Friction is enemy No. 1 for powertrain engineers striving to meet rising fuel-economy standards.
"As engines get smaller, eliminating friction becomes even more important," says Dave Lancaster, a General Motors technical fellow who works at the automaker's powertrain engineering operations in suburban Detroit. "Every component in every engine is designed with all the analytical tools we have to reduce friction."
Lower friction enables engines to efficiently produce more horsepower per liter of displacement. And by re-engineering parts at modest cost, automakers can boost mileage without the massive investment of redesigning an engine. In the 2025 model year, each automaker's fleet miles per gallon must reach 54.5.
Engineers have made significant strides reducing friction. A GM four-cylinder engine from the early 1980s, called the Iron Duke, generated about 45 percent more friction than GM's current Ecotech four-cylinder -- even though the Ecotech engine has more moving parts, the automaker says.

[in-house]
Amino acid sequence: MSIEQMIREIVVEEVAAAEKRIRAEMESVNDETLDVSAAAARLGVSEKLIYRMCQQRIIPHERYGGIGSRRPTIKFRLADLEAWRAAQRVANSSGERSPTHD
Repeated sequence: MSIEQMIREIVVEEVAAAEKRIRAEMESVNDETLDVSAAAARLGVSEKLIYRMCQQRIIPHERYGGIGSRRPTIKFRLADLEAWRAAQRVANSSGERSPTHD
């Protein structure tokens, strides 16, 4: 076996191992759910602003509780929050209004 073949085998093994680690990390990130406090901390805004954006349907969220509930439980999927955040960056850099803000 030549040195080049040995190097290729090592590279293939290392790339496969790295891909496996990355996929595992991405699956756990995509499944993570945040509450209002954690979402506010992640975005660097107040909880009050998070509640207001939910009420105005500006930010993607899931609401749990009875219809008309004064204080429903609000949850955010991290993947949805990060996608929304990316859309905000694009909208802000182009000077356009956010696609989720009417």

Now, to further reduce friction, low-tech, off-the-shelf commodity parts such as piston rings, engine bearings, seals and oil pumps are evolving into premium hardware.
Suppliers are playing a big role. "Certainly there are many more areas where we can improve efficiency," says Wolfgang Rein, Mahle North America's senior vice president of r&d for engine systems and components. "Every small improvement counts when it comes to friction." Mahle is a leading piston and bearing manufacturer.
Here are five main engine components on which automakers and suppliers are working to reduce engine friction.